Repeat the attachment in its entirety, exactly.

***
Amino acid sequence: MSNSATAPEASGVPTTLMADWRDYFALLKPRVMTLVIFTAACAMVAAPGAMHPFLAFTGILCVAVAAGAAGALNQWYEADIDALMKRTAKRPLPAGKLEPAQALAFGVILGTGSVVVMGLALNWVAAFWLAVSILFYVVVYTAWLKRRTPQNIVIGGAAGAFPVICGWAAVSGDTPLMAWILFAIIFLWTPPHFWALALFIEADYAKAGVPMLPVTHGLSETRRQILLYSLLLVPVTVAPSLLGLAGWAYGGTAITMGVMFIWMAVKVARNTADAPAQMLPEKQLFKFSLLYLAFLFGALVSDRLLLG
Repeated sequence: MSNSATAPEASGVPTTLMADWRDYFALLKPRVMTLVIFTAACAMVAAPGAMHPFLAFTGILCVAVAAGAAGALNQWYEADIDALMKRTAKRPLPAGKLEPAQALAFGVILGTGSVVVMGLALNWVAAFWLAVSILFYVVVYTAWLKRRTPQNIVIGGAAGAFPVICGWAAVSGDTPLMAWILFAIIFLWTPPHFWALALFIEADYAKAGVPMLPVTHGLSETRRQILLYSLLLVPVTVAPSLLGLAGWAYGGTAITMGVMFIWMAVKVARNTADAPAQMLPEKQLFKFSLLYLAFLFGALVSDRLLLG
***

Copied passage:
Amino acid sequence: MSNSATAPEASGVPTTLMADWRDYFALLKPRVMTLVIFTAACAMVAAPGAMHPFLAFTGILCVAVAAGAAGALNQWYEADIDALMKRTAKRPLPAGKLEPAQALAFGVILGTGSVVVMGLALNWVAAFWLAVSILFYVVVYTAWLKRRTPQNIVIGGAAGAFPVICGWAAVSGDTPLMAWILFAIIFLWTPPHFWALALFIEADYAKAGVPMLPVTHGLSETRRQILLYSLLLVPVTVAPSLLGLAGWAYGGTAITMGVMFIWMAVKVARNTADAPAQMLPEKQLFKFSLLYLAFLFGALVSDRLLLG
Repeated sequence: MSNSATAPEASGVPTTLMADWRDYFALLKPRVMTLVIFTAACAMVAAPGAMHPFLAFTGILCVAVAAGAAGALNQWYEADIDALMKRTAKRPLPAGKLEPAQALAFGVILGTGSVVVMGLALNWVAAFWLAVSILFYVVVYTAWLKRRTPQNIVIGGAAGAFPVICGWAAVSGDTPLMAWILFAIIFLWTPPHFWALALFIEADYAKAGVPMLPVTHGLSETRRQILLYSLLLVPVTVAPSLLGLAGWAYGGTAITMGVMFIWMAVKVARNTADAPAQMLPEKQLFKFSLLYLAFLFGALVSDRLLLG